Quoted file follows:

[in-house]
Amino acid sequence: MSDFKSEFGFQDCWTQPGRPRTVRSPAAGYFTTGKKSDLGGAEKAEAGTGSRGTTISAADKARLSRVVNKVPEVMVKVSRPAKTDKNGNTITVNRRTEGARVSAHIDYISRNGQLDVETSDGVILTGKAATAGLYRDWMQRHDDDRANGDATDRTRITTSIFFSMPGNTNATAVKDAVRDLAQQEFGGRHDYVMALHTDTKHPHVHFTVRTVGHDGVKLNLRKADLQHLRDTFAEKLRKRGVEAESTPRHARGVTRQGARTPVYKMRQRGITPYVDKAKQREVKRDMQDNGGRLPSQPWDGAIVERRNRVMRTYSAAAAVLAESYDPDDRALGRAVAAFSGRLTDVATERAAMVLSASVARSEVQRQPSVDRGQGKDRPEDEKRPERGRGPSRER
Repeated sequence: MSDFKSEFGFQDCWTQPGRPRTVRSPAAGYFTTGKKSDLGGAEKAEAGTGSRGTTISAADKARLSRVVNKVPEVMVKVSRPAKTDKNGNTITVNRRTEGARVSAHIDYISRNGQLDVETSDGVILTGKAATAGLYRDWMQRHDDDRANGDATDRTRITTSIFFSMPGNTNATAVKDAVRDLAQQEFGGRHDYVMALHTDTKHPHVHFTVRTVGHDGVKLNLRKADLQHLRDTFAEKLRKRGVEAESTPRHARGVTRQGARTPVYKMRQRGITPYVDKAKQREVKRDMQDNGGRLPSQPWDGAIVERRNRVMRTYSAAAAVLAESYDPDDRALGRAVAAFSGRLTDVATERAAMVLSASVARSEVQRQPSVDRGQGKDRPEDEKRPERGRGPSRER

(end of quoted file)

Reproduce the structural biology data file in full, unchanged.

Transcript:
[in-house]
Amino acid sequence: MSDFKSEFGFQDCWTQPGRPRTVRSPAAGYFTTGKKSDLGGAEKAEAGTGSRGTTISAADKARLSRVVNKVPEVMVKVSRPAKTDKNGNTITVNRRTEGARVSAHIDYISRNGQLDVETSDGVILTGKAATAGLYRDWMQRHDDDRANGDATDRTRITTSIFFSMPGNTNATAVKDAVRDLAQQEFGGRHDYVMALHTDTKHPHVHFTVRTVGHDGVKLNLRKADLQHLRDTFAEKLRKRGVEAESTPRHARGVTRQGARTPVYKMRQRGITPYVDKAKQREVKRDMQDNGGRLPSQPWDGAIVERRNRVMRTYSAAAAVLAESYDPDDRALGRAVAAFSGRLTDVATERAAMVLSASVARSEVQRQPSVDRGQGKDRPEDEKRPERGRGPSRER
Repeated sequence: MSDFKSEFGFQDCWTQPGRPRTVRSPAAGYFTTGKKSDLGGAEKAEAGTGSRGTTISAADKARLSRVVNKVPEVMVKVSRPAKTDKNGNTITVNRRTEGARVSAHIDYISRNGQLDVETSDGVILTGKAATAGLYRDWMQRHDDDRANGDATDRTRITTSIFFSMPGNTNATAVKDAVRDLAQQEFGGRHDYVMALHTDTKHPHVHFTVRTVGHDGVKLNLRKADLQHLRDTFAEKLRKRGVEAESTPRHARGVTRQGARTPVYKMRQRGITPYVDKAKQREVKRDMQDNGGRLPSQPWDGAIVERRNRVMRTYSAAAAVLAESYDPDDRALGRAVAAFSGRLTDVATERAAMVLSASVARSEVQRQPSVDRGQGKDRPEDEKRPERGRGPSRER